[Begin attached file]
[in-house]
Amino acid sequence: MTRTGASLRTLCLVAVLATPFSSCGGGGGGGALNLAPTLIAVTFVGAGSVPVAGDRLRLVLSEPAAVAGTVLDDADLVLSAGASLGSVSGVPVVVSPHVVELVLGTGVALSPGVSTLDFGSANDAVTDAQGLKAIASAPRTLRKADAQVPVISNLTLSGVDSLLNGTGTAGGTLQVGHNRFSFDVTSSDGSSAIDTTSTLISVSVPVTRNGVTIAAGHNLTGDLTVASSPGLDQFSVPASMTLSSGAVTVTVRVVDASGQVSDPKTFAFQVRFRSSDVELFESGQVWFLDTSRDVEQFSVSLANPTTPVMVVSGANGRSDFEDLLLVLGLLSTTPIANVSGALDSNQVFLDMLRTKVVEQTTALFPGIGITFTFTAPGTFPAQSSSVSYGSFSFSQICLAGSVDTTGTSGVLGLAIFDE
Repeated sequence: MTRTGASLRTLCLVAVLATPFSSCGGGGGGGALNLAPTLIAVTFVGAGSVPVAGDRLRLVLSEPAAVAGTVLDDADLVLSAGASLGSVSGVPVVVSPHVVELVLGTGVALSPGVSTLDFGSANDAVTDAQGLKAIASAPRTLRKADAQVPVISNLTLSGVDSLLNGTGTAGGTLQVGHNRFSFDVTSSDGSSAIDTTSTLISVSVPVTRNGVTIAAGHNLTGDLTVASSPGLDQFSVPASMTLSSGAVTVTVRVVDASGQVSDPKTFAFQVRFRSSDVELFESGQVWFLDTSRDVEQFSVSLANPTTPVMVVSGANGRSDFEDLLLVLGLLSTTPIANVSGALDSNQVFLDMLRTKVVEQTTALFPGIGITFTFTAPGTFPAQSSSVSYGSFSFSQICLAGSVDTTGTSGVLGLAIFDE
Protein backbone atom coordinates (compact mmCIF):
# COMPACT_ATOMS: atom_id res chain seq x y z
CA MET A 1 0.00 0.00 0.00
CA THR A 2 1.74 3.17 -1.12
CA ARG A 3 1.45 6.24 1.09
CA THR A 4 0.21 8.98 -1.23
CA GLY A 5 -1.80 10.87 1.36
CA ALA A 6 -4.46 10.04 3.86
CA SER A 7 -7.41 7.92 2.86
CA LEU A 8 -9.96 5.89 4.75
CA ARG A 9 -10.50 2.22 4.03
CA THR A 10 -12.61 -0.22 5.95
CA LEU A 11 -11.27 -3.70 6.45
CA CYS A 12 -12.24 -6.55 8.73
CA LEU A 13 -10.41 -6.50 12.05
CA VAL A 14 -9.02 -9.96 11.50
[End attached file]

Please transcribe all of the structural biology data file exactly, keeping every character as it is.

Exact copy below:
[in-house]
Amino acid sequence: MTRTGASLRTLCLVAVLATPFSSCGGGGGGGALNLAPTLIAVTFVGAGSVPVAGDRLRLVLSEPAAVAGTVLDDADLVLSAGASLGSVSGVPVVVSPHVVELVLGTGVALSPGVSTLDFGSANDAVTDAQGLKAIASAPRTLRKADAQVPVISNLTLSGVDSLLNGTGTAGGTLQVGHNRFSFDVTSSDGSSAIDTTSTLISVSVPVTRNGVTIAAGHNLTGDLTVASSPGLDQFSVPASMTLSSGAVTVTVRVVDASGQVSDPKTFAFQVRFRSSDVELFESGQVWFLDTSRDVEQFSVSLANPTTPVMVVSGANGRSDFEDLLLVLGLLSTTPIANVSGALDSNQVFLDMLRTKVVEQTTALFPGIGITFTFTAPGTFPAQSSSVSYGSFSFSQICLAGSVDTTGTSGVLGLAIFDE
Repeated sequence: MTRTGASLRTLCLVAVLATPFSSCGGGGGGGALNLAPTLIAVTFVGAGSVPVAGDRLRLVLSEPAAVAGTVLDDADLVLSAGASLGSVSGVPVVVSPHVVELVLGTGVALSPGVSTLDFGSANDAVTDAQGLKAIASAPRTLRKADAQVPVISNLTLSGVDSLLNGTGTAGGTLQVGHNRFSFDVTSSDGSSAIDTTSTLISVSVPVTRNGVTIAAGHNLTGDLTVASSPGLDQFSVPASMTLSSGAVTVTVRVVDASGQVSDPKTFAFQVRFRSSDVELFESGQVWFLDTSRDVEQFSVSLANPTTPVMVVSGANGRSDFEDLLLVLGLLSTTPIANVSGALDSNQVFLDMLRTKVVEQTTALFPGIGITFTFTAPGTFPAQSSSVSYGSFSFSQICLAGSVDTTGTSGVLGLAIFDE
Protein backbone atom coordinates (compact mmCIF):
# COMPACT_ATOMS: atom_id res chain seq x y z
CA MET A 1 0.00 0.00 0.00
CA THR A 2 1.74 3.17 -1.12
CA ARG A 3 1.45 6.24 1.09
CA THR A 4 0.21 8.98 -1.23
CA GLY A 5 -1.80 10.87 1.36
CA ALA A 6 -4.46 10.04 3.86
CA SER A 7 -7.41 7.92 2.86
CA LEU A 8 -9.96 5.89 4.75
CA ARG A 9 -10.50 2.22 4.03
CA THR A 10 -12.61 -0.22 5.95
CA LEU A 11 -11.27 -3.70 6.45
CA CYS A 12 -12.24 -6.55 8.73
CA LEU A 13 -10.41 -6.50 12.05
CA VAL A 14 -9.02 -9.96 11.50